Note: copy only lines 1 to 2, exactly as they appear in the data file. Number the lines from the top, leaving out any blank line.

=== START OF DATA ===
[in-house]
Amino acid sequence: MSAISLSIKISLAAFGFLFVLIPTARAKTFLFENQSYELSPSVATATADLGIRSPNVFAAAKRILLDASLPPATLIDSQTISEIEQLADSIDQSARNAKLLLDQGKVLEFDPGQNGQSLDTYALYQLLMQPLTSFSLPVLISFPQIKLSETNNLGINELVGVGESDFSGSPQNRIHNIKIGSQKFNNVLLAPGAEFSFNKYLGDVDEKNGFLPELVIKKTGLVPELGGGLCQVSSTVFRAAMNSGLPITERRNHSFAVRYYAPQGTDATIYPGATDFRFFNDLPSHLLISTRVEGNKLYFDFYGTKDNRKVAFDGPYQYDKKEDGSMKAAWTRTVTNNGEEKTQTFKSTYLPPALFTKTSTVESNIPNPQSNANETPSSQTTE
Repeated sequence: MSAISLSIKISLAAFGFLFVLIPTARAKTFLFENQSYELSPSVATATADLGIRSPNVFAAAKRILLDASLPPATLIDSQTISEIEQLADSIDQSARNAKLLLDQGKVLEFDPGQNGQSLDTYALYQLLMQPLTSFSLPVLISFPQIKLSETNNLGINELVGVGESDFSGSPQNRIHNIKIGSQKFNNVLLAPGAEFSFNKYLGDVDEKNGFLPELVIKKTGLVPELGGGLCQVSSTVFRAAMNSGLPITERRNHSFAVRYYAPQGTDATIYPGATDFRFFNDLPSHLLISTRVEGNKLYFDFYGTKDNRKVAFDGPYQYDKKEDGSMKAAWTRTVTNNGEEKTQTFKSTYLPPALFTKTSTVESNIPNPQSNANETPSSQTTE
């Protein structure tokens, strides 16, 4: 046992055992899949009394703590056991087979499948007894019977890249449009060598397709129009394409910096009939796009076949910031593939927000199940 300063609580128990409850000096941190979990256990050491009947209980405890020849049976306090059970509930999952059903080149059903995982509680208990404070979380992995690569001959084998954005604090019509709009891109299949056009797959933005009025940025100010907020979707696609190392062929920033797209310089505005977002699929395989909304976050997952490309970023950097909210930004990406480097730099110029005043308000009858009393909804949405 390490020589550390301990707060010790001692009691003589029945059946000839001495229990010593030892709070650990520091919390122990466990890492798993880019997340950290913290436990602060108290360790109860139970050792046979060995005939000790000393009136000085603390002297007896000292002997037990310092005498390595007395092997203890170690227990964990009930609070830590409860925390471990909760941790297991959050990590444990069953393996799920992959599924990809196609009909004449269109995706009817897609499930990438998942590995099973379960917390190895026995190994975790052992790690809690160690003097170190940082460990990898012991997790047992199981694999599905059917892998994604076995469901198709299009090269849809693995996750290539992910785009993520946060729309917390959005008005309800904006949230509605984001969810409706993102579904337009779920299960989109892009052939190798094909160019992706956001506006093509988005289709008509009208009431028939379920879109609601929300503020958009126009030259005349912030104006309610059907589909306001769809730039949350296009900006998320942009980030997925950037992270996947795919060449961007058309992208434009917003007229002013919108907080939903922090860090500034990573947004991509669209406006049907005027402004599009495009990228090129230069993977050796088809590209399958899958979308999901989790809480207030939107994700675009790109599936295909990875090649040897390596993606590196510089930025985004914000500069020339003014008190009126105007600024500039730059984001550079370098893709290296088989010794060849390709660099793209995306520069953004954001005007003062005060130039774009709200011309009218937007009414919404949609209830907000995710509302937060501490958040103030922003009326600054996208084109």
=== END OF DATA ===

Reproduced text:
[in-house]
Amino acid sequence: MSAISLSIKISLAAFGFLFVLIPTARAKTFLFENQSYELSPSVATATADLGIRSPNVFAAAKRILLDASLPPATLIDSQTISEIEQLADSIDQSARNAKLLLDQGKVLEFDPGQNGQSLDTYALYQLLMQPLTSFSLPVLISFPQIKLSETNNLGINELVGVGESDFSGSPQNRIHNIKIGSQKFNNVLLAPGAEFSFNKYLGDVDEKNGFLPELVIKKTGLVPELGGGLCQVSSTVFRAAMNSGLPITERRNHSFAVRYYAPQGTDATIYPGATDFRFFNDLPSHLLISTRVEGNKLYFDFYGTKDNRKVAFDGPYQYDKKEDGSMKAAWTRTVTNNGEEKTQTFKSTYLPPALFTKTSTVESNIPNPQSNANETPSSQTTE